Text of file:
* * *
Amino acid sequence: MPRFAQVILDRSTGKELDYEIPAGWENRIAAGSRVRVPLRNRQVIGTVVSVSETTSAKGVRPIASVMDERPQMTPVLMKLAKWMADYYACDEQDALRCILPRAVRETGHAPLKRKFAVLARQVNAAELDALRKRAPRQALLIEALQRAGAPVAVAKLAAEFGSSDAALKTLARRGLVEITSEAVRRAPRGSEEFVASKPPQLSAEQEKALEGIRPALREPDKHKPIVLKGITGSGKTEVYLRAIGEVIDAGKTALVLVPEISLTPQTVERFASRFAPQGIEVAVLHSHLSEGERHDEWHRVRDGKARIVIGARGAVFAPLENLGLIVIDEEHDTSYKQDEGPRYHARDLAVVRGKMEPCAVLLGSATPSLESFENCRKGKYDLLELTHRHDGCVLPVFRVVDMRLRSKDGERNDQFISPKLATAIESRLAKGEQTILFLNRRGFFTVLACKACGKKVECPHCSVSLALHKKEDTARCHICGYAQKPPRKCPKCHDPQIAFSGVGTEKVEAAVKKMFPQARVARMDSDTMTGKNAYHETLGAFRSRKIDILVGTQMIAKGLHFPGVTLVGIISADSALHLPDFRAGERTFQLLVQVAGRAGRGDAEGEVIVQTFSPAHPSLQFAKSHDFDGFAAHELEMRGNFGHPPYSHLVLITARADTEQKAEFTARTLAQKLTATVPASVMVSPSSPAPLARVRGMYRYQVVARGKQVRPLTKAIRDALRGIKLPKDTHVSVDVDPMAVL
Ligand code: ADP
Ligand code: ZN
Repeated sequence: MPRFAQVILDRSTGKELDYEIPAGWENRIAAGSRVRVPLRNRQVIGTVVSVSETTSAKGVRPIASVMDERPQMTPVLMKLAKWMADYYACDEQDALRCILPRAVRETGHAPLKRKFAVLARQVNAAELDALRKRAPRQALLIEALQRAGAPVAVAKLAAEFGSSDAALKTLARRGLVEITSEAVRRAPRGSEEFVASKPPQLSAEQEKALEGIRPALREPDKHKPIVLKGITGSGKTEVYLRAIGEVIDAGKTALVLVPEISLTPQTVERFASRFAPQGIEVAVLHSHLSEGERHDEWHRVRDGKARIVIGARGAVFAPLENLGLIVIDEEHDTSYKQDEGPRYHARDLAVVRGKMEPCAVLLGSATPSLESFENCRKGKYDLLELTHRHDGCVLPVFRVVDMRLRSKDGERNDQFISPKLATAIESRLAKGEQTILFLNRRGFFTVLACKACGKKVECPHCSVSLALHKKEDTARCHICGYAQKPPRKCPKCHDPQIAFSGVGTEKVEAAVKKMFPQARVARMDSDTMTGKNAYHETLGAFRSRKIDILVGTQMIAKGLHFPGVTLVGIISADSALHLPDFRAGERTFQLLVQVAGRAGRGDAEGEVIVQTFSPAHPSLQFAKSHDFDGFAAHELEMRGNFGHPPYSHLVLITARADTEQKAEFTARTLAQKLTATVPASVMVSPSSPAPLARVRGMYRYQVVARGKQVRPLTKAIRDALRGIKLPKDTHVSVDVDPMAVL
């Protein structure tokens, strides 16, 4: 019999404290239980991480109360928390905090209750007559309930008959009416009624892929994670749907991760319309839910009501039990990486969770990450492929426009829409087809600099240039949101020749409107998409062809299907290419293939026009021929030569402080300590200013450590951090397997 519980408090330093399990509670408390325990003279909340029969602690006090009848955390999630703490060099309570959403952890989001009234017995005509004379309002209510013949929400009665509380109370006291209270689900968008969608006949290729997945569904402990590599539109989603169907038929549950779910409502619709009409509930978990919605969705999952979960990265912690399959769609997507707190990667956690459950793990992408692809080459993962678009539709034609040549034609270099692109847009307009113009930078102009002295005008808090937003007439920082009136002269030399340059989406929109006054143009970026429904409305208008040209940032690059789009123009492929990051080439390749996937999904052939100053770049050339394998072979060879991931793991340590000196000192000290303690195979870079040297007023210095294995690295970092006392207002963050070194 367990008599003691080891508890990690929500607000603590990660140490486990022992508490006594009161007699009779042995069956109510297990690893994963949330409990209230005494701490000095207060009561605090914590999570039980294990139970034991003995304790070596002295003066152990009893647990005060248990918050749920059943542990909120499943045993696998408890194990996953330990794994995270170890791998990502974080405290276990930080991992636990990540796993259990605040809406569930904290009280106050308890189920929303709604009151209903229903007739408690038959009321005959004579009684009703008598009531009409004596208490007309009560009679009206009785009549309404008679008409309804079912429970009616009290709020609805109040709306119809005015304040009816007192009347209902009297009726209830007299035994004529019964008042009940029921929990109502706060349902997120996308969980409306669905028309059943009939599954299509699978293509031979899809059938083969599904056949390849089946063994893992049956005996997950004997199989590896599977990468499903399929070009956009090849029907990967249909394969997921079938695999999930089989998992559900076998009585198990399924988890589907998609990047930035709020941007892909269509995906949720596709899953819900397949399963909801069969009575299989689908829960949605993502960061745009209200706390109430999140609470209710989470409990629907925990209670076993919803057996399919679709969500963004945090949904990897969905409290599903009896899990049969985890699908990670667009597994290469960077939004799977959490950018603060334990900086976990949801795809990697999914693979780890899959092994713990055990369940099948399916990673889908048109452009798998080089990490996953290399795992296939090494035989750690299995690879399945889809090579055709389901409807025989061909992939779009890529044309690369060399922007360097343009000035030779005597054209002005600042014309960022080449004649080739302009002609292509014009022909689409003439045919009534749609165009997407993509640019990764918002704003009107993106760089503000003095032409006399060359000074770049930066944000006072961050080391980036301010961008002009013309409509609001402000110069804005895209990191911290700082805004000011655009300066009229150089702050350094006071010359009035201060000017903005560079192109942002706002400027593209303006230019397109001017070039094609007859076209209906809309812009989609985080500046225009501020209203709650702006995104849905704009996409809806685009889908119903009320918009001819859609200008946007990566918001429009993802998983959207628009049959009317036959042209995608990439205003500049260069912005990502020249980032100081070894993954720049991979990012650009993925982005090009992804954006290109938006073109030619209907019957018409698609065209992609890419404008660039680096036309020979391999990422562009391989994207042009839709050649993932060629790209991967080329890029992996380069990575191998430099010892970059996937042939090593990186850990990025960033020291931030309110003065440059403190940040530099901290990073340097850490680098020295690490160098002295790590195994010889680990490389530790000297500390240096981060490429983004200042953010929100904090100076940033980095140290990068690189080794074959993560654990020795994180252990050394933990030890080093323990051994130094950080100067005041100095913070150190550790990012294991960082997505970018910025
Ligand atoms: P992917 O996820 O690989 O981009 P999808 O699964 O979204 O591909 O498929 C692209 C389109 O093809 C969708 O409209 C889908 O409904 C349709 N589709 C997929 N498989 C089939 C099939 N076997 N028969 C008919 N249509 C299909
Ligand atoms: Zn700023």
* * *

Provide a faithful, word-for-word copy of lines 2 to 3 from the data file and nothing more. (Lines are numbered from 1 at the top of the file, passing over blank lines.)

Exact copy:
Ligand code: ADP
Ligand code: ZN